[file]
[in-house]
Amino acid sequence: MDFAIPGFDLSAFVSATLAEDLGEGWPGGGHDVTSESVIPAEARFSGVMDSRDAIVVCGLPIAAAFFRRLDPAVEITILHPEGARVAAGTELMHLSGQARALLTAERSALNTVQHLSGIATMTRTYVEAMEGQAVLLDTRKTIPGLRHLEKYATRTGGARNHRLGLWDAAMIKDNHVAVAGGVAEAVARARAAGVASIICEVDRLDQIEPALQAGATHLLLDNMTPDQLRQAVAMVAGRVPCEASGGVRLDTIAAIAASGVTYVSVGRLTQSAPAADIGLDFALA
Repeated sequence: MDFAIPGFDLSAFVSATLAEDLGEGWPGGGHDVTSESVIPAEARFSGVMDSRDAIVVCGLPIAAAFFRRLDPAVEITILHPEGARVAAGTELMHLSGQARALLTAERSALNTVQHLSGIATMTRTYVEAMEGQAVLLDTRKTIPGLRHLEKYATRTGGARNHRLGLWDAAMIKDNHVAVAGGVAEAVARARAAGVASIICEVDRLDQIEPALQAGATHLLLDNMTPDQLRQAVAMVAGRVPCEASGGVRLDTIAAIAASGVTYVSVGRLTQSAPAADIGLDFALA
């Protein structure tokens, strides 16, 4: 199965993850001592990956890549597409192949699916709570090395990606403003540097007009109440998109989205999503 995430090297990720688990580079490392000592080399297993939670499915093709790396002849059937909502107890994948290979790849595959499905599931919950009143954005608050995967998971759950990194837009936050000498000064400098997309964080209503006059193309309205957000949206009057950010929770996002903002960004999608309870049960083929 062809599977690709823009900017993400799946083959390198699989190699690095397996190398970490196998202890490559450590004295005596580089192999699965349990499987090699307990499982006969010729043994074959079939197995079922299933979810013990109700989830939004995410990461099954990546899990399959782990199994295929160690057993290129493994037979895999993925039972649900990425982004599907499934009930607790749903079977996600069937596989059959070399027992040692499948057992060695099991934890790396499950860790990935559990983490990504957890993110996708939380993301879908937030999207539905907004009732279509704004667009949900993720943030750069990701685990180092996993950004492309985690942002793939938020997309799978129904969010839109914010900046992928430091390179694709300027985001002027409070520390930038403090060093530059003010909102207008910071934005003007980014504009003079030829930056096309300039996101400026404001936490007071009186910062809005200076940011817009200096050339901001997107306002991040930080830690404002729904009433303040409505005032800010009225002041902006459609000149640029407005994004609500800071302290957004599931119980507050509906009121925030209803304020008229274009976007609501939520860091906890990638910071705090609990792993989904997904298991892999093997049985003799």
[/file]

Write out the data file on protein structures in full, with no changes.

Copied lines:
[in-house]
Amino acid sequence: MDFAIPGFDLSAFVSATLAEDLGEGWPGGGHDVTSESVIPAEARFSGVMDSRDAIVVCGLPIAAAFFRRLDPAVEITILHPEGARVAAGTELMHLSGQARALLTAERSALNTVQHLSGIATMTRTYVEAMEGQAVLLDTRKTIPGLRHLEKYATRTGGARNHRLGLWDAAMIKDNHVAVAGGVAEAVARARAAGVASIICEVDRLDQIEPALQAGATHLLLDNMTPDQLRQAVAMVAGRVPCEASGGVRLDTIAAIAASGVTYVSVGRLTQSAPAADIGLDFALA
Repeated sequence: MDFAIPGFDLSAFVSATLAEDLGEGWPGGGHDVTSESVIPAEARFSGVMDSRDAIVVCGLPIAAAFFRRLDPAVEITILHPEGARVAAGTELMHLSGQARALLTAERSALNTVQHLSGIATMTRTYVEAMEGQAVLLDTRKTIPGLRHLEKYATRTGGARNHRLGLWDAAMIKDNHVAVAGGVAEAVARARAAGVASIICEVDRLDQIEPALQAGATHLLLDNMTPDQLRQAVAMVAGRVPCEASGGVRLDTIAAIAASGVTYVSVGRLTQSAPAADIGLDFALA
């Protein structure tokens, strides 16, 4: 199965993850001592990956890549597409192949699916709570090395990606403003540097007009109440998109989205999503 995430090297990720688990580079490392000592080399297993939670499915093709790396002849059937909502107890994948290979790849595959499905599931919950009143954005608050995967998971759950990194837009936050000498000064400098997309964080209503006059193309309205957000949206009057950010929770996002903002960004999608309870049960083929 062809599977690709823009900017993400799946083959390198699989190699690095397996190398970490196998202890490559450590004295005596580089192999699965349990499987090699307990499982006969010729043994074959079939197995079922299933979810013990109700989830939004995410990461099954990546899990399959782990199994295929160690057993290129493994037979895999993925039972649900990425982004599907499934009930607790749903079977996600069937596989059959070399027992040692499948057992060695099991934890790396499950860790990935559990983490990504957890993110996708939380993301879908937030999207539905907004009732279509704004667009949900993720943030750069990701685990180092996993950004492309985690942002793939938020997309799978129904969010839109914010900046992928430091390179694709300027985001002027409070520390930038403090060093530059003010909102207008910071934005003007980014504009003079030829930056096309300039996101400026404001936490007071009186910062809005200076940011817009200096050339901001997107306002991040930080830690404002729904009433303040409505005032800010009225002041902006459609000149640029407005994004609500800071302290957004599931119980507050509906009121925030209803304020008229274009976007609501939520860091906890990638910071705090609990792993989904997904298991892999093997049985003799």